|Forum topic by Ripthorn||posted 938 days ago||985 views||0 times favorited||3 replies|
938 days ago
So a little over a year ago I replaced the old rubber tires in my bandsaw (NIC brand, same as the Grizzly G1019 and HF’s 14” bandsaw) with new urethane tires. Well, the urethane tires are a little thinner than the rubber tires were, so that, coupled with the fact that the top wheel was routinely near its max vertical travel combined to make it so that the top wheel scrapes against the upper housing whenever I try to put enough tension on the blade. Granted, the spring is the original, 30 year old spring, but a blade of a given size requires the wheels to be separated by a certain amount to get a certain tension regardless. As far as I know, I have three options: 1) remove the upper arm and shim up a fraction of an inch, 2) grind down a little bit of the upper housing, and 3) just buy the 92 1/2” Olson blades. Number 3 is most decidedly the easiest, but I don’t want to be stuck buying an odd size that has limited width and tooth options. #2 seems kind of destructive and #1 seems to be the best long term solution.
I tried removing the upper arm last night and the bolt simply will not budge. I also noticed that the blade guard that runs on the left side of the wheels wouldn’t be long enough to support an extra 1/4” or so of height. I guess my real questions are:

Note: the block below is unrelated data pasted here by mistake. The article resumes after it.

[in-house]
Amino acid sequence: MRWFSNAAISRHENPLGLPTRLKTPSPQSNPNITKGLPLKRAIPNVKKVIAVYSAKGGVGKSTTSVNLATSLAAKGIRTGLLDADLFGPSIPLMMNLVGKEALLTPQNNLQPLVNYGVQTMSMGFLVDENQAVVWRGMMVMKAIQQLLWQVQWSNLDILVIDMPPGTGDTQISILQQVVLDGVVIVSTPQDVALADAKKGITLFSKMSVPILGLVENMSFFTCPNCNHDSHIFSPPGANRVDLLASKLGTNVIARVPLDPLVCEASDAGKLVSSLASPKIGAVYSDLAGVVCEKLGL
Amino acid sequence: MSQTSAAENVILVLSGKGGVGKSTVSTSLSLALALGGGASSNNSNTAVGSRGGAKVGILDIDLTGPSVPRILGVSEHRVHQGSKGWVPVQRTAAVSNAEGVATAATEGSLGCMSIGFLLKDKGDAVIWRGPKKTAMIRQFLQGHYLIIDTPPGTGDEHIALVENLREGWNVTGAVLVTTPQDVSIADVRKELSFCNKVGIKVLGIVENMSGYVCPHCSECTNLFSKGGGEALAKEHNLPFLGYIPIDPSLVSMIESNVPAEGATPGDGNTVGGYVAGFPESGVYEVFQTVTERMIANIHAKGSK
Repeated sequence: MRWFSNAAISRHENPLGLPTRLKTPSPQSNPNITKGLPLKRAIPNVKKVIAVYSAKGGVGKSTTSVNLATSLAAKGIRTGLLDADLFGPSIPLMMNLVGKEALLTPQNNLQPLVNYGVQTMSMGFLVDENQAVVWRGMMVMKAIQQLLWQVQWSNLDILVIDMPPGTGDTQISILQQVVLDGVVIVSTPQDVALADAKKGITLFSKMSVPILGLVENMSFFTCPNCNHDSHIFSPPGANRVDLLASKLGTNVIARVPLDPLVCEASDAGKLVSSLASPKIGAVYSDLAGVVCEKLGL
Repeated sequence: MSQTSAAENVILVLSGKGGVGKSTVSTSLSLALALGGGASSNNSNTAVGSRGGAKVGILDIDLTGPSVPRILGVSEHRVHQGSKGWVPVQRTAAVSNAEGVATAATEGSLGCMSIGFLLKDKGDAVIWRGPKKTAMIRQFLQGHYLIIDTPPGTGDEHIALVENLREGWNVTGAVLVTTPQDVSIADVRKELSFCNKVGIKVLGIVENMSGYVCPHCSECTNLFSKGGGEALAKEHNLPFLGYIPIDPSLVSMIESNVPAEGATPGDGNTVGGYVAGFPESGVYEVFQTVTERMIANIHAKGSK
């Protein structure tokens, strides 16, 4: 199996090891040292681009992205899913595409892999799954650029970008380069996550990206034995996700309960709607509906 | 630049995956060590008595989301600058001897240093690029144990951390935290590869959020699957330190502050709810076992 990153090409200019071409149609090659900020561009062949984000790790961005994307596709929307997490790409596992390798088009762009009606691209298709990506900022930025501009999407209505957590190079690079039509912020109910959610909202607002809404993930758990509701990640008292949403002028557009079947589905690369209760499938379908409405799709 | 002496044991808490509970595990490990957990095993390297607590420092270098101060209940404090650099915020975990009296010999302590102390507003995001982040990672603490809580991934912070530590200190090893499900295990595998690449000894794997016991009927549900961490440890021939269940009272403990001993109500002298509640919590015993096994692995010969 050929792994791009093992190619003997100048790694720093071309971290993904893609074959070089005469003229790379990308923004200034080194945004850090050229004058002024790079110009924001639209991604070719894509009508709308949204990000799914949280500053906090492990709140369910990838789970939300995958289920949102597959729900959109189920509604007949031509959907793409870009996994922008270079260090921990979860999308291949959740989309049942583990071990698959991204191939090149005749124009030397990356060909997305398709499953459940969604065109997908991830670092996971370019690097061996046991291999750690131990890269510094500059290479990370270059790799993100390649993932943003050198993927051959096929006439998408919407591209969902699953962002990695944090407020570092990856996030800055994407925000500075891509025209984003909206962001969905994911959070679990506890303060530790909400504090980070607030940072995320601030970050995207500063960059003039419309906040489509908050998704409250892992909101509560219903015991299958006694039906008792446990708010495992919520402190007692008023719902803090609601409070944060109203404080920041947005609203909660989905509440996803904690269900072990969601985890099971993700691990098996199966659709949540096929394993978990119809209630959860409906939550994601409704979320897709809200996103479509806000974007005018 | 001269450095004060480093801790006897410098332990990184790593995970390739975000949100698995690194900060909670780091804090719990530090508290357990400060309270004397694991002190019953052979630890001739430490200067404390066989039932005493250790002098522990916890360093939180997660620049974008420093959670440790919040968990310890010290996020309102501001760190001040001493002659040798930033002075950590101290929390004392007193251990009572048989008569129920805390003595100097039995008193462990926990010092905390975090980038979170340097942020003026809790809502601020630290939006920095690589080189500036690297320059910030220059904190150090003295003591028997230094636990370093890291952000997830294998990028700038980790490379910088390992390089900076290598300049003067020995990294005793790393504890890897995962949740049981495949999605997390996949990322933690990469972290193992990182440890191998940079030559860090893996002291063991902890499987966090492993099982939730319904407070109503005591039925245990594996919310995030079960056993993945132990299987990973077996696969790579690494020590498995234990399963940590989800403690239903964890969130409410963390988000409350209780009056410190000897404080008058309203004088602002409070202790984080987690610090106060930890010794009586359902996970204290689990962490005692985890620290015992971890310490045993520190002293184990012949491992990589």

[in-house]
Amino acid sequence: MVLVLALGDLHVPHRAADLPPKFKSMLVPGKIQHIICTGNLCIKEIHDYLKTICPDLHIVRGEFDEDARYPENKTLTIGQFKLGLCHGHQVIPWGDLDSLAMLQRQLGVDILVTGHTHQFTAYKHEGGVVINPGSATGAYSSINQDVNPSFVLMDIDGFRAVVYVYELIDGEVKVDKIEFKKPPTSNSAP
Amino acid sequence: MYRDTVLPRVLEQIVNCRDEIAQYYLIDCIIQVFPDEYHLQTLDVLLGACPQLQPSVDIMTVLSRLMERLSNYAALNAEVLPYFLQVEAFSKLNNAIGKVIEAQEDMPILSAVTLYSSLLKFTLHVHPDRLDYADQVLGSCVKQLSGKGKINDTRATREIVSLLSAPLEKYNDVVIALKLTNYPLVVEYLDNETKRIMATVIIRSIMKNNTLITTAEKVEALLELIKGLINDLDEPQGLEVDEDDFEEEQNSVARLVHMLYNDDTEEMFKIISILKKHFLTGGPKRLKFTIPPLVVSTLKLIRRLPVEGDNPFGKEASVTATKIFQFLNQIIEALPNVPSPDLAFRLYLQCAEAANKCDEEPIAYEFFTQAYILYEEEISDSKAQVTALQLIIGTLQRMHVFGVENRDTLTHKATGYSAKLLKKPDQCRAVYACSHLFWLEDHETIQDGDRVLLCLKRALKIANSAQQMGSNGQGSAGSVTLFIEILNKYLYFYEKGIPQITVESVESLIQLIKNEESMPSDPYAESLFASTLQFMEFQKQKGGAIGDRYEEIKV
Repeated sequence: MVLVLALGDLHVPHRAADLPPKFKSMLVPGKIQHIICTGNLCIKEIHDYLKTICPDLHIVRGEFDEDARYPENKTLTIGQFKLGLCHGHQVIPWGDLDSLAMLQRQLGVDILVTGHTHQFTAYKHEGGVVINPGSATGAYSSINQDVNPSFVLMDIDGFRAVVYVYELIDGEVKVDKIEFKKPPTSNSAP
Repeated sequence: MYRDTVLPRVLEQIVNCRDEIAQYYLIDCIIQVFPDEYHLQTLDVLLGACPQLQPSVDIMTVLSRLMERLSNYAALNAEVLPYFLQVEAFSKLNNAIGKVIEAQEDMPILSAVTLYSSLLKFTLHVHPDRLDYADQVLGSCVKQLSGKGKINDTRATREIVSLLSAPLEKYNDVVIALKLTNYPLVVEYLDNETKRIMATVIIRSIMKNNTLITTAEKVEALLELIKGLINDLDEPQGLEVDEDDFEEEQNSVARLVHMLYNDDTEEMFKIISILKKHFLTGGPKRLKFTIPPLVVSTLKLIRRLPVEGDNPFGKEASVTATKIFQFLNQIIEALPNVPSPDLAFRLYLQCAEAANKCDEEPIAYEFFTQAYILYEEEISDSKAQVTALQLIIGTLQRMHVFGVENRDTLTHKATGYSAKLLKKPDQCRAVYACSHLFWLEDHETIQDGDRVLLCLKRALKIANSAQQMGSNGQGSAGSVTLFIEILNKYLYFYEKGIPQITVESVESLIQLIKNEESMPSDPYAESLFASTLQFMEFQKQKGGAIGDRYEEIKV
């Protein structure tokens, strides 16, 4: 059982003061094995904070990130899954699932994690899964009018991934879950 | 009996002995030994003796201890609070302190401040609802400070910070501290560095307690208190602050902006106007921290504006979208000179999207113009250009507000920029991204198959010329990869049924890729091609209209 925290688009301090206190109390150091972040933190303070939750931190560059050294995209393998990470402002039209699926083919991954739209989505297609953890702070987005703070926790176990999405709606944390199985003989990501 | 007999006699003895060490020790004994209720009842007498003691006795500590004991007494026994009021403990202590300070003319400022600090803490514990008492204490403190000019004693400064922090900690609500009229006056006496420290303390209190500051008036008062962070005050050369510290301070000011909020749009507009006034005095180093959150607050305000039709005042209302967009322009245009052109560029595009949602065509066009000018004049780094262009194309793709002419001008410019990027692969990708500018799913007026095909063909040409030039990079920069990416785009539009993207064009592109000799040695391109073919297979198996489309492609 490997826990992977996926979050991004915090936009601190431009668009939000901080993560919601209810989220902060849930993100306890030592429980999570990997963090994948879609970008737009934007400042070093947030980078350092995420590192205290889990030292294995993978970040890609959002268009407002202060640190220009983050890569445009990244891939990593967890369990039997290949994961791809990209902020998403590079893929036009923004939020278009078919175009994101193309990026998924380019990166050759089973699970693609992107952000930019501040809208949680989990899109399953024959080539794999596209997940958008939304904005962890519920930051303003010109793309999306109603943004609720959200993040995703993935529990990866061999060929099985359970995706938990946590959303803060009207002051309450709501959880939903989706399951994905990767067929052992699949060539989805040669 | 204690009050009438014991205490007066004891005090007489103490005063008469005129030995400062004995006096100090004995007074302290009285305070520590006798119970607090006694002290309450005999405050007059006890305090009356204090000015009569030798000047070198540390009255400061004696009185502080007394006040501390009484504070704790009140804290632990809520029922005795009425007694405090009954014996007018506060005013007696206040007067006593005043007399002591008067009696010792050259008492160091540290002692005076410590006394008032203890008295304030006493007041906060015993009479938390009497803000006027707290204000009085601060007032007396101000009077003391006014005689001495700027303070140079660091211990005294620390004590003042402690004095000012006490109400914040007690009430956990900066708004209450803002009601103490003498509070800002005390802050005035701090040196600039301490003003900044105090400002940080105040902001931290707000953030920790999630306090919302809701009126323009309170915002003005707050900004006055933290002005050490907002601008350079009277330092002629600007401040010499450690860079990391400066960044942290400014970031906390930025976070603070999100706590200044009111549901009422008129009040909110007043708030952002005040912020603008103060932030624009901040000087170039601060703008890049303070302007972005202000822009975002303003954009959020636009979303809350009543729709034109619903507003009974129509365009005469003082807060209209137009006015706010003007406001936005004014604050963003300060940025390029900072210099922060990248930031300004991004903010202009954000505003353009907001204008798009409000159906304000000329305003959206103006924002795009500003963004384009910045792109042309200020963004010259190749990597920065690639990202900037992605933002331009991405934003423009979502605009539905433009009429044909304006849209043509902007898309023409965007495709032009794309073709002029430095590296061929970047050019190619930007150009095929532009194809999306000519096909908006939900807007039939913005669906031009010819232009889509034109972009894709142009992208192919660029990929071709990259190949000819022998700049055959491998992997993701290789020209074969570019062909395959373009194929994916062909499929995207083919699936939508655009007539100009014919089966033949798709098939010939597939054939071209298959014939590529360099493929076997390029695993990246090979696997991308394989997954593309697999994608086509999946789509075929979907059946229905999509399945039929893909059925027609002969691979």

1) Any tips on getting the bolt that holds the upper arm to the rest of the assembly loose? Should I look into a breaker bar with appropriate socket?
2) Any ideas on what I could do the either modify or replace the blade guard that would be too short if I do shim it? I have the possibility of using some simple sheet metals tools (brake, shear, etc.) to fabricate one, the issue I see there is I don’t have any welding equipment. This piece shouldn’t see a lot of stress, so could I just epoxy some aluminum tubing to it to slide over teh support bolt things?
I would love to shim this guy, so any advice or suggestions would be extremely helpful. Thanks in advance.
-- Brian T. - Exact science is not an exact science